There’s one question I hear a lot at the beginning of the legacy planning process: “Should I use a will or a trust as part of my plan?” Some might go as far as debating between the two, but I feel that this is actually a false dichotomy. Here’s why: both wills and trusts can be used as estate planning resources for effectively transferring assets, but asset transfer is only one component of a thoughtful estate plan.
There are some major differences between wills and trusts, as well as how they can be used. Trusts have strengths and benefits that wills do not have, but the inverse is also true. I believe that for most families, the most effective plans utilize both! Let’s start from the beginning:
What is a Will?
A will is a legal document that outlines your wishes in relation to how your estate will be handled after you die. This includes things like assets, debts, personal property, real estate…basically everything you owe or own. You can outline where you would like those assets to go in your will. However, there are other components of a will that are not related to assets:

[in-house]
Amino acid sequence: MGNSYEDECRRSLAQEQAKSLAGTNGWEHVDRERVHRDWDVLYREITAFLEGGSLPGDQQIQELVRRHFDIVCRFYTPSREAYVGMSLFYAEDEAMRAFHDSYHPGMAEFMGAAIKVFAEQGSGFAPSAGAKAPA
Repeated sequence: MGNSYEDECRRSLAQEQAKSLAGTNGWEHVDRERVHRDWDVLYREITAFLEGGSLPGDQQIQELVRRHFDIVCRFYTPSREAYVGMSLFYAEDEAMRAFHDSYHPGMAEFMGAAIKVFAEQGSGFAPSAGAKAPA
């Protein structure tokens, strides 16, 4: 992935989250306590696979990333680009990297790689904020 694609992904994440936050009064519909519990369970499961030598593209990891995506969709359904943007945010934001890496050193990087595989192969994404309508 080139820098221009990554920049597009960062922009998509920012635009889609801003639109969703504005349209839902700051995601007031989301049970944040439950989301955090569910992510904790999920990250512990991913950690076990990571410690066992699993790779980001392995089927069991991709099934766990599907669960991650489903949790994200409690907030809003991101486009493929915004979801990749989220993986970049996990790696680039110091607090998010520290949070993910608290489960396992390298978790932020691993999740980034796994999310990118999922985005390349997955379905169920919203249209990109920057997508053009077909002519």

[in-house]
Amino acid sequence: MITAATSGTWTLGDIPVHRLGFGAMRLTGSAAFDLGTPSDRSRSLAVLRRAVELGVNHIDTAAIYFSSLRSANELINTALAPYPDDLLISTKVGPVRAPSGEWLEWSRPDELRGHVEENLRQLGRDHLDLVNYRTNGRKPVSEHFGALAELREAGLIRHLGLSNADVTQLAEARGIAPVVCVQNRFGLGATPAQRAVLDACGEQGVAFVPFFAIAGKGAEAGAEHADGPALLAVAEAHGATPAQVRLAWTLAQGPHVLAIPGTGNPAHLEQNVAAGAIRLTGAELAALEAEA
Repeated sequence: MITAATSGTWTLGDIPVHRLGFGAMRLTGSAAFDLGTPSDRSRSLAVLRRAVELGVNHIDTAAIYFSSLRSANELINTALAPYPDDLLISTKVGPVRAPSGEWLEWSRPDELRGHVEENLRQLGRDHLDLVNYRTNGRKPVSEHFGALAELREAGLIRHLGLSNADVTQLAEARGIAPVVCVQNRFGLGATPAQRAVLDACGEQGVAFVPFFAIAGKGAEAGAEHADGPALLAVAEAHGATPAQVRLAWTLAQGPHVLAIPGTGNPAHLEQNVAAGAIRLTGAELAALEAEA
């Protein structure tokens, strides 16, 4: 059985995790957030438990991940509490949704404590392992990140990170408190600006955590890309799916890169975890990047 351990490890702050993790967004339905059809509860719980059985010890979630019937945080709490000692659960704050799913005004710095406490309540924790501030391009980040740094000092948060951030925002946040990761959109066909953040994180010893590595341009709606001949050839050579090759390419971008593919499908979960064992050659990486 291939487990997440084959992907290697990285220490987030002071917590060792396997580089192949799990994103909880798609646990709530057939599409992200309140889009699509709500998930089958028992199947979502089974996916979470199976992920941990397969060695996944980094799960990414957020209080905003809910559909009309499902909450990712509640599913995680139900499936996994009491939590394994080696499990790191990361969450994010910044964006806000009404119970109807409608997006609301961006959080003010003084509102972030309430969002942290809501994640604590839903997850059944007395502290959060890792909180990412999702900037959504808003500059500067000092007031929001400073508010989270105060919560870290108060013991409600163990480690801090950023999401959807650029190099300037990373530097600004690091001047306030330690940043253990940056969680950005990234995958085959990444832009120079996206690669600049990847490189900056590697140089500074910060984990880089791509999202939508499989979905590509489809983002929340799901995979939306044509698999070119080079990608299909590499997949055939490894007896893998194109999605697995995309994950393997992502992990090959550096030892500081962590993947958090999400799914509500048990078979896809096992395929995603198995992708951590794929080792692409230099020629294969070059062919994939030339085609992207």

A Will Covers Funeral/Memorial Directives.
A common component of a will is directions to your loved ones as to how you would like your funeral or memorial service to be handled. This can include preferences for your remains and location of the service as well as important components of the service itself. The cost of the service is commonly covered by the estate of the individual who passed.
A Will Covers Disinheritance.
While most individuals plan to transfer the bulk of their estate to their heirs, there can be times—like estrangement or divorce—when it is necessary to exclude someone from the estate. Although that can be a difficult decision to make, the process itself isn’t difficult. Just make sure that you have an attorney work with you on the wording of your will to ensure your wishes are going to hold up in probate.
A Will Grants Guardianship of Minor Children (and Pets!)